Thomas may be a very efficient scorer, but he could be even better if he learns to commit fewer turnovers. In the half-court, Thomas loses the ball on 14.2 percent of his possessions, according to Synergy Sports. We examined this last week; Thomas hangs on to the basketball too much and often picks up his dribble in bad spots.”

      • That’s great..

        And you know who it sounds like? Barea..

        I don’t recall saying he wasn’t better than Roberts or Vasquez. I recall saying we don’t need a 3rd back up PG because we already have Roberts and Vasquez.

        We need a starting callibre PG, and it’s pretty unlikely that Thomas is that good. He’s a free agent next year though so if we get rid of our other PG’s then i’d be happy to have him in their place. I just don’t want him as well as Robert’s and Vasquez.
        As Mike mac said earlier, no reason to have Robert, Vasquez, Rivers and Bledsoe. Same goes for Thomas.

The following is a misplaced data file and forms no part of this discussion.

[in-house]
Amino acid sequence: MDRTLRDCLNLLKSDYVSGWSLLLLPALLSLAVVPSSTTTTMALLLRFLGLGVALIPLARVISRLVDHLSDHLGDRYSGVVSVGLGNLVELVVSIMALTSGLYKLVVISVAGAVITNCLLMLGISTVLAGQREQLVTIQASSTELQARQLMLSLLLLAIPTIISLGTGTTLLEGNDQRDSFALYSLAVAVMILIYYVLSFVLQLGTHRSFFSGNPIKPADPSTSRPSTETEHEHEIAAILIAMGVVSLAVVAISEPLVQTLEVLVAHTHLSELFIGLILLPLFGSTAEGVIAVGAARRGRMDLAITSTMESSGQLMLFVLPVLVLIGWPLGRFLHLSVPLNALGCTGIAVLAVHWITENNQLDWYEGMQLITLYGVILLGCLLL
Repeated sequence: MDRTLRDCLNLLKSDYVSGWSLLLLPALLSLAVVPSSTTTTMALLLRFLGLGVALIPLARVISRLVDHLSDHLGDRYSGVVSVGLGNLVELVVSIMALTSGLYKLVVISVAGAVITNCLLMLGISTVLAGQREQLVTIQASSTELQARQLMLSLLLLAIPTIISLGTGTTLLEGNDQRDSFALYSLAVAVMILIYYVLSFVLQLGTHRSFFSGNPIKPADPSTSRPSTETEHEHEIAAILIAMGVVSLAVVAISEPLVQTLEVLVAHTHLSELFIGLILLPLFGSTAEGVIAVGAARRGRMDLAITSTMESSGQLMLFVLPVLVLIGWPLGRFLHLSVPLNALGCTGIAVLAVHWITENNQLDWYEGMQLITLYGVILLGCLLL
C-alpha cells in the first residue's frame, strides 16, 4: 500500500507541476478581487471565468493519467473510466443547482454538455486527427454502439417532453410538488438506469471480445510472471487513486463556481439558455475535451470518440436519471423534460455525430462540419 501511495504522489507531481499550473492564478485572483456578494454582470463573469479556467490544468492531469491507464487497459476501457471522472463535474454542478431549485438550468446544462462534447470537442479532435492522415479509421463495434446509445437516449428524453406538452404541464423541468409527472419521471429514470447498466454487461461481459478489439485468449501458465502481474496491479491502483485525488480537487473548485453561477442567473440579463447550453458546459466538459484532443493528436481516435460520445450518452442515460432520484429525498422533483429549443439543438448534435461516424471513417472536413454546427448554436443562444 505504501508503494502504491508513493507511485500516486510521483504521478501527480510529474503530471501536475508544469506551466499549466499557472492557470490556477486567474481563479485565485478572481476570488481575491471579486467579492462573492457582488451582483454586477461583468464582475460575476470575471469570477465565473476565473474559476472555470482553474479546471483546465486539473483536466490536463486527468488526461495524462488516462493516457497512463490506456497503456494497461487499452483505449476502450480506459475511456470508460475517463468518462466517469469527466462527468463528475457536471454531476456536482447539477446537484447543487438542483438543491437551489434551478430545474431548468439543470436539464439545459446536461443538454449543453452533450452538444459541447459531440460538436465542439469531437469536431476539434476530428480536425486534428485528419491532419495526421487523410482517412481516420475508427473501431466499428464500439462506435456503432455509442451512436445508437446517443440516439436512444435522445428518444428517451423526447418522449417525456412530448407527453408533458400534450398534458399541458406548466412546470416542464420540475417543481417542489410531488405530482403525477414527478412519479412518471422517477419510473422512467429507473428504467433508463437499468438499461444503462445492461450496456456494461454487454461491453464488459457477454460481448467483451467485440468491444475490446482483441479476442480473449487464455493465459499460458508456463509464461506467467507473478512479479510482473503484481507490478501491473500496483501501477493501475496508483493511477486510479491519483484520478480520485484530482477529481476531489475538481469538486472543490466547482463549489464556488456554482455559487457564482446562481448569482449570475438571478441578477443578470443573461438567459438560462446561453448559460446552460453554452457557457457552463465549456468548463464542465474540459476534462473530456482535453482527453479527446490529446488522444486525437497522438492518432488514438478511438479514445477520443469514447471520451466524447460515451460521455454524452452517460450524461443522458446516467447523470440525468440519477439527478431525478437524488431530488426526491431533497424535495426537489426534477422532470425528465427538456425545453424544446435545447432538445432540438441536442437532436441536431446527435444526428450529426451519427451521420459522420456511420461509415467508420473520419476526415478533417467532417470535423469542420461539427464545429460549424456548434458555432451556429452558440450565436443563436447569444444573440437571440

• Also, I don’t think Thomas is 3 mil better than either Vasquez or Roberts. While he’s solid, would you rather effectively pay him 4.5 mil (+ outlaws contract) next year or would you rather continue to pay Vasquez the min to be our backup?

      • “I don’t think player x is very good.”

        “Here is an article using evidence from real games how player x is one of the best in the league at this particular skillset.”

        “That’s great that you have data points. But I still don’t believe that player x is particularly good.”


        As for the pg logjam, that’s just silly. If the players they have were any good, then yes I see your point. But Roberts and Vasquez are backups at best. Thomas may be as well, but he’s still better than either guy.

        An elite PnR pg is worth the $4million per that he and Outlaw cost combined this year and next.

      • Thomas to Barea is a fairly good comparison.

        Both players have good value as part time starters or off the bench, depending on the situation.

        One odd, Achilles heel type, fact about Thomas is that he has an extremely poor AST/TO ratio, in addition to high TOs overall, whcih is very odd for a player who is below 6 feet.

        Many other aspects of his game on offense are, however, pretty solid.

        And comparing him to Barea doesn’t mean he’s bad. Barea is a solid player and was a rotation player on a championship team.

  15. If we trade Amino and Jason Smith for Grant Hil, Eric Bledsoe and Trey Thompkins i think this can help us in the SF and get our loved Bledsoe.